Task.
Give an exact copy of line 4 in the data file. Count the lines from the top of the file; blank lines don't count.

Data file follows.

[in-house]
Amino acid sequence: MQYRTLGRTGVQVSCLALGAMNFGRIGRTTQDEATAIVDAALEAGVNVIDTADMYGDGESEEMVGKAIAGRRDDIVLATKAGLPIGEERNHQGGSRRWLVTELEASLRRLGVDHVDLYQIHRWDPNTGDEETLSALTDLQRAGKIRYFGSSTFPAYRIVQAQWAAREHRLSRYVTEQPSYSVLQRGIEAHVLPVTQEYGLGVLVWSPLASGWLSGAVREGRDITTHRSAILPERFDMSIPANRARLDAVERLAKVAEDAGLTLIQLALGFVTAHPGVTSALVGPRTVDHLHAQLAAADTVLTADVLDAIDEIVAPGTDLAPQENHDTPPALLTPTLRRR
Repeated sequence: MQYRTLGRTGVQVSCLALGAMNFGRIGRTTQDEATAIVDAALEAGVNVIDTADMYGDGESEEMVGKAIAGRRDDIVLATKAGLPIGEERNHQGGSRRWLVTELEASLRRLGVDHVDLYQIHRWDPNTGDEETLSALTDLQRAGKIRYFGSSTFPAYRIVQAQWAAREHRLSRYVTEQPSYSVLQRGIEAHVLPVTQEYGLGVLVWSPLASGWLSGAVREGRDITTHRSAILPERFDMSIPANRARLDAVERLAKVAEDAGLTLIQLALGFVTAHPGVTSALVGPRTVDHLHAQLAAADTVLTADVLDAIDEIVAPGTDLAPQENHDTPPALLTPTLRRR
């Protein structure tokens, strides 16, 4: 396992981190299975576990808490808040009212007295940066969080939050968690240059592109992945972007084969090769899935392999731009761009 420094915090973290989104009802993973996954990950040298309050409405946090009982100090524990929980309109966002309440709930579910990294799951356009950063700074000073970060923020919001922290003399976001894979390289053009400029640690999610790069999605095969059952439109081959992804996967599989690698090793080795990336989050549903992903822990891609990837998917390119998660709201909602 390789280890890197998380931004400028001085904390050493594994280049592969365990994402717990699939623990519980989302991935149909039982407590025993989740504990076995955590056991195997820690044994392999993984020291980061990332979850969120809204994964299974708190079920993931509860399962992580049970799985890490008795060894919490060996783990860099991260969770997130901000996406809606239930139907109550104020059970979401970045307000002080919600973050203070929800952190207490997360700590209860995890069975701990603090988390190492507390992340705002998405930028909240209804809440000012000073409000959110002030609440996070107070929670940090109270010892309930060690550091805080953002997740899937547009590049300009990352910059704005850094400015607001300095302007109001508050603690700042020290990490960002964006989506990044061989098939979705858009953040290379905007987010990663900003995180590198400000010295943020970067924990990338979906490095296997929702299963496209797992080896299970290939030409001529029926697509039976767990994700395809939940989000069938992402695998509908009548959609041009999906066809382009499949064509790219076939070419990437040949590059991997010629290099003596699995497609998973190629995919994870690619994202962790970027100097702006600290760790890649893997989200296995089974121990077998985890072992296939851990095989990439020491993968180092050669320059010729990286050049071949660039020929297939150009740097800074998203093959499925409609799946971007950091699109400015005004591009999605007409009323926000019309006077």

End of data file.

């Protein structure tokens, strides 16, 4: 396992981190299975576990808490808040009212007295940066969080939050968690240059592109992945972007084969090769899935392999731009761009 420094915090973290989104009802993973996954990950040298309050409405946090009982100090524990929980309109966002309440709930579910990294799951356009950063700074000073970060923020919001922290003399976001894979390289053009400029640690999610790069999605095969059952439109081959992804996967599989690698090793080795990336989050549903992903822990891609990837998917390119998660709201909602 390789280890890197998380931004400028001085904390050493594994280049592969365990994402717990699939623990519980989302991935149909039982407590025993989740504990076995955590056991195997820690044994392999993984020291980061990332979850969120809204994964299974708190079920993931509860399962992580049970799985890490008795060894919490060996783990860099991260969770997130901000996406809606239930139907109550104020059970979401970045307000002080919600973050203070929800952190207490997360700590209860995890069975701990603090988390190492507390992340705002998405930028909240209804809440000012000073409000959110002030609440996070107070929670940090109270010892309930060690550091805080953002997740899937547009590049300009990352910059704005850094400015607001300095302007109001508050603690700042020290990490960002964006989506990044061989098939979705858009953040290379905007987010990663900003995180590198400000010295943020970067924990990338979906490095296997929702299963496209797992080896299970290939030409001529029926697509039976767990994700395809939940989000069938992402695998509908009548959609041009999906066809382009499949064509790219076939070419990437040949590059991997010629290099003596699995497609998973190629995919994870690619994202962790970027100097702006600290760790890649893997989200296995089974121990077998985890072992296939851990095989990439020491993968180092050669320059010729990286050049071949660039020929297939150009740097800074998203093959499925409609799946971007950091699109400015005004591009999605007409009323926000019309006077």